This is the Sutta, of which the first book in the Vinaya, the Sutta Vibhanga, is the exposition in full — for that is the meaning of Vibhanga. The book deals with each of the 227 rules in order and following throughout one set scheme or method. That is to say it tells us firstly how and when and why the particular rule in question came to be laid down. This historical introduction always closes with the words of the rule in full. Then follows a very ancient word-for-word commentary on the rule — a commentary so old that it was already about B.C. 400 (the probable approximate date of the Sutta Vibhanga) considered so sacred that it was included in the canon. And the Old Commentary is succeeded, where necessary, by further explanations and discussions of doubtful points. These are sometimes of very great historical value. The discussions, for instance (in the rules as to murder and theft), of what constitutes murder, and what constitutes theft, anticipate in a very remarkable degree the kind of fine-drawn distinctions found in modern law books. These passages when made accessible, in translation, to Western scholars, must be of the greatest interest to students of the history of law, as they are quite the oldest documents of that particular kind in the world.

The second book in the Vinaya Piṭaka is called simply the Khandhakas or Treatises. It deals one after another with all those matters relating to the Order which are not stated in so many words in the Rules of the Pātimokkha. There are twenty of these treatises, and the points discussed in them are of the following kind:

1. Admission into the Order.

2. The Uposatha Ceremony and the Pātimokkha.

3. On retreats, to be held during the rainy season

4. On a ceremony called Pavarana held at the end of the retreat.

5. On food, dwellings, etc.

6. On medicaments.

7. On clothes.

8. On the regulation by arbitration of differences of opinion.

9. On suspension and rehabilitation.

10. On the special rules for Sisters of the Order.

It would carry us too far to attempt a description in detail of these treatises. But I may describe one of them, as a specimen, and will choose that on medicaments, as it has an especial interest of its own.

The general rule as to the food of members of the Order is stated quite clearly in the Pātimokkha. There was a slight repast of fruit and cakes, with milk or water as the beverage, in the early morning, no doubt very early according to our ideas. Then between 11 and 12 was taken the principal meal of the day, usually consisting of curry and rice, and great importance was attached to the regulation that this meal was not to be prolonged beyond the time when the sun cast a shadow. In the latitude of the valley of the Ganges that means midday. After sunturn no more solid substantial food was to be taken that day. But slight repasts in the afternoon, and at what we should call supper-time, were allowed and practised. Now it became a pretty point of casuistry to determine what was solid food and what was not, and a longish list of things held permissible might be compiled from the earlier portions of the Khandhakas. Among the rest there was a considerable number of things allowed as medicine in the case of sufferers from certain specified diseases. And so in the Khandhaka or Treatise on this matter we obtain quite incidentally a very fair insight into a good deal of the medical lore current at that early period, that is about 400 B.C., in the valley of the Ganges. It is a pity that the current authorities on the history of law and medicine have entirely ignored the details obtainable from these ancient books of Buddhist Canon Law. The whole of these Khandhakas have been translated by myself and Professor Oldenberg in the Vinaya Texts already referred to.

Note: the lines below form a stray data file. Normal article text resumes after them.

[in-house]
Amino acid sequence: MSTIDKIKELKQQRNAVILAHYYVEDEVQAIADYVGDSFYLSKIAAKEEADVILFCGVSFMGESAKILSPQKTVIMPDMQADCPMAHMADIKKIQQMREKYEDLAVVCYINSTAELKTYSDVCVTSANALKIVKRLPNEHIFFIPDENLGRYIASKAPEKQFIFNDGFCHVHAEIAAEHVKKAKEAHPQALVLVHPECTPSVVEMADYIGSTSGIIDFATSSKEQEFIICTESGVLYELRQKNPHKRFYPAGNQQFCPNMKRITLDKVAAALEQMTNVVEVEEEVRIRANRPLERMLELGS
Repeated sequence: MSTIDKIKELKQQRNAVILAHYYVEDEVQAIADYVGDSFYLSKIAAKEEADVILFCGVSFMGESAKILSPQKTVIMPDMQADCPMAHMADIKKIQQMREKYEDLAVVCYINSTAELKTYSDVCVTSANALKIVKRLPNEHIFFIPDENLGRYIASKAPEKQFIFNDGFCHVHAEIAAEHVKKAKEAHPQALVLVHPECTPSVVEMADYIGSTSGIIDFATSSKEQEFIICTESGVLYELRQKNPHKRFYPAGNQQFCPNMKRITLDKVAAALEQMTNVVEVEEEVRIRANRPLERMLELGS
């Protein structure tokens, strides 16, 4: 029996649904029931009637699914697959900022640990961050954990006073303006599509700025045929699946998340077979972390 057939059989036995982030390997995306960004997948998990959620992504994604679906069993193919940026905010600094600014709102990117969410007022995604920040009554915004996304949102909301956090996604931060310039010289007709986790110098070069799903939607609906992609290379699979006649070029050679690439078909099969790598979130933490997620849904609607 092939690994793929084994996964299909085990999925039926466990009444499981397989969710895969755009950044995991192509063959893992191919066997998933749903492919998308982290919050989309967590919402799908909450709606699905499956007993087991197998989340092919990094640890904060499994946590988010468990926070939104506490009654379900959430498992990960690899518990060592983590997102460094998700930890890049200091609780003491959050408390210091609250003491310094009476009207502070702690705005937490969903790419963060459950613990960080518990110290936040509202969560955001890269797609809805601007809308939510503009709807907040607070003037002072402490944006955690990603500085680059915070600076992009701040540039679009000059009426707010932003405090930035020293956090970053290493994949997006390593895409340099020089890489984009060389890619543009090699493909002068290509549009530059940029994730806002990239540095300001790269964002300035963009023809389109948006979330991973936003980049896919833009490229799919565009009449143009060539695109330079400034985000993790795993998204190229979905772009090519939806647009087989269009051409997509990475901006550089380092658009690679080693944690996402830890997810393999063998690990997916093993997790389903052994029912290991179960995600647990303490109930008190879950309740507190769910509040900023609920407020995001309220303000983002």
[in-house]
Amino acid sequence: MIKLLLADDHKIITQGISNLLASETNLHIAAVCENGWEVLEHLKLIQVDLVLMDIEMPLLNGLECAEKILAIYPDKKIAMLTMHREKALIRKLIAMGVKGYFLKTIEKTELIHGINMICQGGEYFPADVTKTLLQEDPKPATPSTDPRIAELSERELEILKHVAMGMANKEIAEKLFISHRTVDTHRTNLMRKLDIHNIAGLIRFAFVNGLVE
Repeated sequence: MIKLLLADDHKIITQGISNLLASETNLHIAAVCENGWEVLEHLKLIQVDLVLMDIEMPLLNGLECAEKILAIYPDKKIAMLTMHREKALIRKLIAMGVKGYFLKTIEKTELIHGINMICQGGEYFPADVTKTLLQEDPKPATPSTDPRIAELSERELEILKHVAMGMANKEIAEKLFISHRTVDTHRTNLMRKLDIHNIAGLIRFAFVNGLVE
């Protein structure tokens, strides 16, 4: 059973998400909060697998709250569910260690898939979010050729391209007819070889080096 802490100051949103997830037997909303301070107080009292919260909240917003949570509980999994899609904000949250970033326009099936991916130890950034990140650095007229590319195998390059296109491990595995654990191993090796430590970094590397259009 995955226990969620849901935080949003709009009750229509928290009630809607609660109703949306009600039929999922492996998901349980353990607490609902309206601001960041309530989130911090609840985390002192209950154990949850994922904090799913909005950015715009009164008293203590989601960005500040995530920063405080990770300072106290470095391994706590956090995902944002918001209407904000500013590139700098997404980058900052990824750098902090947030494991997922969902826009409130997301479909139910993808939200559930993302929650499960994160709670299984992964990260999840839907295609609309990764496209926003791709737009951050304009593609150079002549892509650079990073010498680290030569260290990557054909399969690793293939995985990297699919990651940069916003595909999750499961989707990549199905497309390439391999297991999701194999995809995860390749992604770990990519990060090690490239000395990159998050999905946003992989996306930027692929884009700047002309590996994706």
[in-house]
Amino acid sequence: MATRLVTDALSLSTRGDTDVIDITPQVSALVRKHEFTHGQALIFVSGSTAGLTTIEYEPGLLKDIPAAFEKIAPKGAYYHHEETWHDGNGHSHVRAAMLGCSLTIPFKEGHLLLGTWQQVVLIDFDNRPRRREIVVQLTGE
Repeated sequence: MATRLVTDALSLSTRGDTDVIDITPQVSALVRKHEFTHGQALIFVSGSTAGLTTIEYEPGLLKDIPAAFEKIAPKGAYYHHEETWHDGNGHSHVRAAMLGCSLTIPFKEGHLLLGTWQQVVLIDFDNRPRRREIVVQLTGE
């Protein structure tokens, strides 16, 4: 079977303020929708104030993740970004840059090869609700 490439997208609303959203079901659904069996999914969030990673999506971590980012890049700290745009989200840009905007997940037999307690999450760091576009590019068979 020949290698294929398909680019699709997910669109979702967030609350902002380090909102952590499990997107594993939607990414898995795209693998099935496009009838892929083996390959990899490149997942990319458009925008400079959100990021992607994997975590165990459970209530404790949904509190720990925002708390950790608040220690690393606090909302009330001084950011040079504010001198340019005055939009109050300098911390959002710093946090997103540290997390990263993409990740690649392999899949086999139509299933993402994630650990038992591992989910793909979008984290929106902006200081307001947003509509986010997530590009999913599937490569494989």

There is only one other book included in the canon under the head of Vinaya. This is the book called the Parivāra (or Appendix). It is very short, and is little more than a kind of student's manual, containing lists to assist the memory, and various sets of puzzles which are not unlike some modern examination papers. It is of course later than the other books on which it is founded, and is a very interesting bit of evidence on early methods of education.